The result is a game that’s about overlooking openings as much as it is about making them. Despite its gorgeous appearance, all those swirls become visual static that obscures a perfect placement until it’s too late. Very nice. Oh, and it also contains a purple space dildo, which was a rather sex-positive thing to do.
#3. Mr. Cabbagehead’s Garden
Design and art by Todd Sanders. Published by LudiCreations.
Whether solo or in its surprisingly enjoyable dual mode, Todd Sanders’ onetime print-and-play masterpiece is even finer as an official publication. As before, the titular hero (he’s a head of cabbage) is growing a garden to impress Eudora Brassica with a blue ribbon from the garden festival. As all cannibalizing gentlevegetables know, it’s the layout of one’s garden that draws adoration. Every turn revolves around a choice of which veggie to plant, while the others are tossed out. It’s akin to choosing which of three children to keep and which to toss into the compost heap. Since, you know, you’re also a veggie.
On a less grim note, this is also one of the best short-form solo games of the year. Within the span of twenty short minutes, you can expect choices, consequences, and far too many turnips.
Design by Jordy Adan. Art by Luis Francisco and Lucas Ribeiro. Published by Thunderworks Games.
I could have written a list entirely composed of polyomino games. Instead, Cartographers gets to shine as possibly the best flip-and-write game yet crafted. To call it Tetris on a pad of paper might sound reductive, but there’s a ring of truth to such a simplification. Here, though, rather than laying solid rows, you’re hunting multiple objectives by planting forests, raising towns, and occasionally raiding other players’ pads with monster attacks. Bonus points if you mess up Geoff’s pad with ugly goblin-script.
Jordy Adan apparently doesn’t understand how cartography works — if it did go this way, someone would be in big trouble for how preposterous Italy looks — but he certainly knows how to craft a game where the layout of your kingdom is both personal and all-important. For added flair, colored pencils are highly recommended.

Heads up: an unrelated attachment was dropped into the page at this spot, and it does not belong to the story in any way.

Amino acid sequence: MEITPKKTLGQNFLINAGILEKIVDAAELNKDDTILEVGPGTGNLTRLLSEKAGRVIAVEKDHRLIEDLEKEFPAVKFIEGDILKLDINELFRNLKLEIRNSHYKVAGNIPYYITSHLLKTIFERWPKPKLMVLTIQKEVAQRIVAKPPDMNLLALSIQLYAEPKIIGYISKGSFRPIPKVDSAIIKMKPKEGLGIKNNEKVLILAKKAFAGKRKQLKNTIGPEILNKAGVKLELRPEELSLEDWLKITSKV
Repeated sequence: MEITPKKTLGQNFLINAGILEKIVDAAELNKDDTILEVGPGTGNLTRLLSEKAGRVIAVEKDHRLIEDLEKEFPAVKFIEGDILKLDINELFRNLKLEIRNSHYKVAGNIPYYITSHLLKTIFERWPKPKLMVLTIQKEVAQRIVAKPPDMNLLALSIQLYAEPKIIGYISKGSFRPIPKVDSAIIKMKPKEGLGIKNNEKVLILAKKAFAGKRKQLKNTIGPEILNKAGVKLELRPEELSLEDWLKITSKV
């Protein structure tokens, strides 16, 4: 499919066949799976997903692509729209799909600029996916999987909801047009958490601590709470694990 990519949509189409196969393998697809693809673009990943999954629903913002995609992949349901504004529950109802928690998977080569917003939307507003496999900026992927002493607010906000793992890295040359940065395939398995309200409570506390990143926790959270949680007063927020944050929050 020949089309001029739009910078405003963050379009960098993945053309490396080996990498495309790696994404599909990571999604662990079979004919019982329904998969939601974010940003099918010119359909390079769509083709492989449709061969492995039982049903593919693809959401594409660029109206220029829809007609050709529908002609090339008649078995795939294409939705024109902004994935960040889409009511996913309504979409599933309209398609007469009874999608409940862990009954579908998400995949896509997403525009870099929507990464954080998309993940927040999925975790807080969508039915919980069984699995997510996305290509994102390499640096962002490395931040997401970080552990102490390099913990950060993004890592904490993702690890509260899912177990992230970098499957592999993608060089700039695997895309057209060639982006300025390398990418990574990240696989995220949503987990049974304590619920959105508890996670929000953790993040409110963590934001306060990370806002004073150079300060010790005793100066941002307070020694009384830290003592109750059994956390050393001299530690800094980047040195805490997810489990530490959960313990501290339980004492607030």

#1. Era: Medieval Age
Design by Matt Leacock. Art by Chris Quilliams. Published by eggertspiele.
Okay, so there’s a downside here: that yellow pegboard really looks quite awful. As an upside, its presence is sheer utility, a justification for the townhouses, markets, churches, and imposing gray walls you’ll soon fill it with.
There are about a dozen reasons why I love Era. It’s a perfect dice game. It lasts just long enough to make each placement matter. Somebody usually fails to finish their walls. It has polyominoes but doesn’t ever recall Tetris. Most of all, however, it’s an excellent visual game. Upon growing acquainted with its selection of structures, you can tell at a glance what everything represents. Here’s the hospital where buildings are safe to cluster; over there is a residential area doomed to attract plague; and across the table somebody has decided to wall in their farms. What an intriguing perspective on agriculture. Regardless, Era does just about everything right, right down to the way it employs those bazillion plastic pieces.
What are your best games of the past year that communicated much with their table presence?